On August 19, 2019, Chester County Hospital learned that it achieved Magnet® redesignation as a reflection of its nursing professionalism, teamwork and superiority in patient care. The hospital first received Magnet recognition in 2014. Every health care organization that has been awarded the status must reapply for redesignation every four years. Designation is determined by the American Nurses Credentialing Center's (ANCC) Magnet Recognition Program®, which ensures that rigorous standards for nursing excellence are met. With this credential, Chester County Hospital, which is part of Penn Medicine, remains a member of the prestigious Magnet community -- a select group of 508 health care organizations worldwide. Only 8.5% of U.S. hospitals are currently Magnet recognized.1

"One of my goals when I first started at Chester County Hospital was for our nurses and the hospital to achieve Magnet recognition," said Chief Nursing Officer Angela Coladonato, DNP, RN, NEA-BC. "To receive our second Magnet designation is such a proud moment for our staff and for the community. This accolade is only possible because of the collaboration of the entire hospital. As I said with our initial Magnet designation, while this is a nursing award, it's truly a hospital achievement and I am so honored to work with this outstanding and devoted team."

Magnet Recognition

During the scheduled call to announce the hospital's Magnet decision, Sharon Pappas, RN, PhD, NEA-BC, FAAN, vice chair of the ANCC's Commission on Magnet, shared that the Commission unanimously voted to credential Chester County Hospital as a Magnet organization once again, saying, "This accomplishment is a testament to your commitment to nursing excellence. The Commission on Magnet recognizes your organization's dedication to nurses, to the entire health care team, but most importantly, to the patients that you serve."

The Commission on Magnet also identified three exemplars from the hospital's redesignation documentation. Magnet exemplars are stories that highlight excellence in nursing practice. These spanned multiple departments and areas of the hospital, highlighting the innovation, compassion and excellence the hospital is known for.

  • The Mother Baby Unit's Infant Safety Bundle and video were identified as an exemplar in the category of Clinical Nurses' Involvement in the Evaluation of Patient Safety Data at the Unit Level. The unit's work resulted in a 100% improvement in infant falls after its launch.
  • In the category of Nurse Sensitive Clinical Indicators, the Emergency Department received an exemplar for exceeding national benchmarks for EKG's within ten minutes of arrival for all eight quarters.
  • The use of printed posters, short explanatory videos and linking to them with a QR code to provide instant access to research done within the organization was found to be "an extraordinary example" of clinical nurses disseminating research to an internal audience. The Commission identified this method as an exemplar for its "innovative" and "creative" use of technology.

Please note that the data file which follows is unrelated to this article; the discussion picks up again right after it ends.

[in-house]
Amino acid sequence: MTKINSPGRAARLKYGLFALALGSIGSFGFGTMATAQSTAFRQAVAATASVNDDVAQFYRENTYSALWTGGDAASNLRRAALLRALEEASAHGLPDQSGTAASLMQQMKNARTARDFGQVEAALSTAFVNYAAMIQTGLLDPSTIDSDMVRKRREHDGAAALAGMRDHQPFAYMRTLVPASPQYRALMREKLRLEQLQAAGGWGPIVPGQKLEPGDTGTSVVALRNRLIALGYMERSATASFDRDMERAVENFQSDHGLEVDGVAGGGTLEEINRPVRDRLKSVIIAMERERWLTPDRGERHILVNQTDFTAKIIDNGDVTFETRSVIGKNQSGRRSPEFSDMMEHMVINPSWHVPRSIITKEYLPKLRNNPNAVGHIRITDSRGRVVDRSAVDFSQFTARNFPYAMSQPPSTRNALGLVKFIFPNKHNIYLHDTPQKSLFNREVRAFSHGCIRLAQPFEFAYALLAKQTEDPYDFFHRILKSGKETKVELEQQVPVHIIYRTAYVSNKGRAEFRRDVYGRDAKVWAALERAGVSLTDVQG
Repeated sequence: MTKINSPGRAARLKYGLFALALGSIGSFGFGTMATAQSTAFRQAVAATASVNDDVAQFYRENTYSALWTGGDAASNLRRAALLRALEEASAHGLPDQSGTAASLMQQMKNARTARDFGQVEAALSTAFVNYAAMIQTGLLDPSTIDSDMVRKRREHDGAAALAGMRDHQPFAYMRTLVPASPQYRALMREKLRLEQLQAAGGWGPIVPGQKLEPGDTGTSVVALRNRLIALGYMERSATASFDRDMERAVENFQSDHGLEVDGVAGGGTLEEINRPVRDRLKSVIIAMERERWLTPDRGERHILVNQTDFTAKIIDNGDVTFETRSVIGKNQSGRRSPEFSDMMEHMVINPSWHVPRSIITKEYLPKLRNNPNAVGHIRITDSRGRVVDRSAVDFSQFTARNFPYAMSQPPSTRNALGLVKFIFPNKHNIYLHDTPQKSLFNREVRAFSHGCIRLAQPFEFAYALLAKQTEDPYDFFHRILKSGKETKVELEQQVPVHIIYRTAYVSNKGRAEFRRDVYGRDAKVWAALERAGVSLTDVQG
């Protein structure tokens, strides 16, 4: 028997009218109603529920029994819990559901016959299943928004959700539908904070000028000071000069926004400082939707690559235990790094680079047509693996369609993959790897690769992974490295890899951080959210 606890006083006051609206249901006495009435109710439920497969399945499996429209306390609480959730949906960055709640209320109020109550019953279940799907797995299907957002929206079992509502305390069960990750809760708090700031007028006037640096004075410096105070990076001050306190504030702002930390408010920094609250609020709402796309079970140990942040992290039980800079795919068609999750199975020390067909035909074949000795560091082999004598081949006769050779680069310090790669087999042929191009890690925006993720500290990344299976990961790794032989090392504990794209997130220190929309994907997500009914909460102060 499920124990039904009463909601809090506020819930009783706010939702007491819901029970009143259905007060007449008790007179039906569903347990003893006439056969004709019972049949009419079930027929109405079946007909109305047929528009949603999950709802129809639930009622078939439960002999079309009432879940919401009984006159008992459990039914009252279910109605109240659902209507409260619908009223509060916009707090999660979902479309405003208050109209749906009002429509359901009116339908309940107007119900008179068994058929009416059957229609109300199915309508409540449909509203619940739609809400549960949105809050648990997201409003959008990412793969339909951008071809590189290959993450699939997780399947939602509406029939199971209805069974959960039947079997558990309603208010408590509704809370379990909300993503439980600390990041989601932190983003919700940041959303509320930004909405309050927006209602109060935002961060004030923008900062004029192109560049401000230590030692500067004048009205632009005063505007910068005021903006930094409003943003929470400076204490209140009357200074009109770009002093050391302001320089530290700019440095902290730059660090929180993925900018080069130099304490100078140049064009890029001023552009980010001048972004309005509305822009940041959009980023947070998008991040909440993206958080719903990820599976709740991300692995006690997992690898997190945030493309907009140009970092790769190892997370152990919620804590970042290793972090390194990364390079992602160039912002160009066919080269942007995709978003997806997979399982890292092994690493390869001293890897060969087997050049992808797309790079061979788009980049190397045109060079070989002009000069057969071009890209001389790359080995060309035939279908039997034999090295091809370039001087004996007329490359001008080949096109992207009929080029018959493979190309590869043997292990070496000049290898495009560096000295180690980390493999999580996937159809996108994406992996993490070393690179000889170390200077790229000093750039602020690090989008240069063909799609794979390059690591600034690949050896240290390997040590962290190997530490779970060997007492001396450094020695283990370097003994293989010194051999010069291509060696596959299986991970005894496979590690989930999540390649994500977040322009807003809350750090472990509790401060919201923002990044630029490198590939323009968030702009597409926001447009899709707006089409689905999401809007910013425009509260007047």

In total, the hospital submitted 325 pages of outcomes data which highlighted 88 examples of how it met Magnet requirements. In addition to its Magnet Recognition Program documentation, the hospital also participated in a three-day site survey conducted by Magnet appraisers. These evaluators met with more than 250 nurses, physicians, advanced practice providers, and other staff, as well as patients and families. In addition, the appraisers visited The Abramson Cancer Center at Chester County Hospital, Penn Medicine Wound Care and Hyperbaric Medicine and Cardiac Rehab.

Magnet recognition has become the gold standard for nursing excellence and is taken into consideration when the public judges health care organizations. In fact, U.S. News & World Report's annual showcase of "America's Best Hospitals" includes Magnet recognition in its ranking criteria for quality of inpatient care.

An organization seeking to reapply for Magnet recognition must provide documented evidence of how Magnet concepts, performance, and quality were sustained and improved over the four-year period since the hospital received its most recent recognition. Patient satisfaction, nurse sensitive quality indicators and RN satisfaction must outperform the national benchmark for the most recent of five quarters of the last eight.

In particular, the Magnet Model is designed to provide a framework for nursing practice, research, and the measurement of outcomes. Through this, ANCC can assess applicants across a number of components and dimensions to gauge an organization's nursing excellence. The foundation of this model is composed of various elements deemed essential to delivering superior patient care. These include the quality of nursing leadership and coordination and collaboration across specialties, as well as processes for measuring and improving the quality and delivery of care.

About the American Nurses Credentialing Center's (ANCC) Magnet Recognition Program®

The Magnet Recognition Program® administered by the American Nurses Credentialing Center (ANCC), the largest and most prominent nurses credentialing organization in the world, recognizes healthcare organizations that provide the very best in nursing care and professionalism in nursing practice. The Magnet Recognition Program serves as the gold standard for nursing excellence and provides consumers with the ultimate benchmark for measuring quality of care. For more information about the Magnet Recognition Program and current statistics, CLICK HERE! >>

The Magnet Recognition Program® and Magnet® names and logos are registered trademarks of the American Nurses Credentialing Center. All rights reserved.

1 American Nurses Credentialing Center. Find a Magnet Facility. Retrieved from
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